Microstructural effects during fatigue and fracture of additively manufactured metals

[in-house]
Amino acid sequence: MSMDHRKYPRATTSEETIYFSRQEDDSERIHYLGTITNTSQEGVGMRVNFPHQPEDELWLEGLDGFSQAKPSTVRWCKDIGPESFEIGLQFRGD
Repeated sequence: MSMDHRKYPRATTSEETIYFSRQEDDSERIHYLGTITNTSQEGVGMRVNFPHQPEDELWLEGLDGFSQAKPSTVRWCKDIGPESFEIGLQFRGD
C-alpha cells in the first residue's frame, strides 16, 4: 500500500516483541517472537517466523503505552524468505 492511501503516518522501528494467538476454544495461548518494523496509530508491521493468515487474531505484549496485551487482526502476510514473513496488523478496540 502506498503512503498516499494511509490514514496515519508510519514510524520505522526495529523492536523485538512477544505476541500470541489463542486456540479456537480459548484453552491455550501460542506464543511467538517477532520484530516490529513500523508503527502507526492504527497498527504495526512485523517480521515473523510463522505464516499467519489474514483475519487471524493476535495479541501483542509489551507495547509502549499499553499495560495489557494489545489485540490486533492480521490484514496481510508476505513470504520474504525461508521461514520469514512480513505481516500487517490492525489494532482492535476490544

Additive manufacturing (AM) of metallic components is increasing in popularity in the aerospace industry and elsewhere. Several major aerospace companies have already begun implementing AM technology into the production of metallic components, such as the fuel nozzle tips in GE Aviation's LEAP engines, and SpaceX's SuperDraco rocket engines. However more widespread use of AM technology has been hindered by certification, reliability, and repeatability issues. Additively manufactured alloys often exhibit imperfections such as voids and inclusions resulting from their manufacturing process. They also possess unique microstructures, similar to those seen in welded components, when compared to their traditionally manufactured counterparts. In this work we explore microscale effects related both to the unique microstructure of Direct Metal Laser Melted (DMLM) AM metals and to the defects that are invariably present in their manufacture. Using a combination of high-resolution digital image correlation measurements, optical microscopy, and electron backscatter diffraction (EBSD) we identify mechanisms of microscale strain accumulation in AM metals under fracture and fatigue loading conditions, and relate these mechanisms to observed crack growth in the materials. Using an experimentally-informed dual-scale porosity model in 3D finite element simulations we also investigate the influence of defects on crack path selection and compare predicted vs. measured crack paths and strain fields. The 3D numerical simulations also allow us to explore the interaction of the dual-scale voids in the sample interior, and reveal avenues of possible optimal design of AM metallic components. Finally, some recent results in the use of machine learning approaches to bypass explicit microscale modeling of strain accumulation are explored.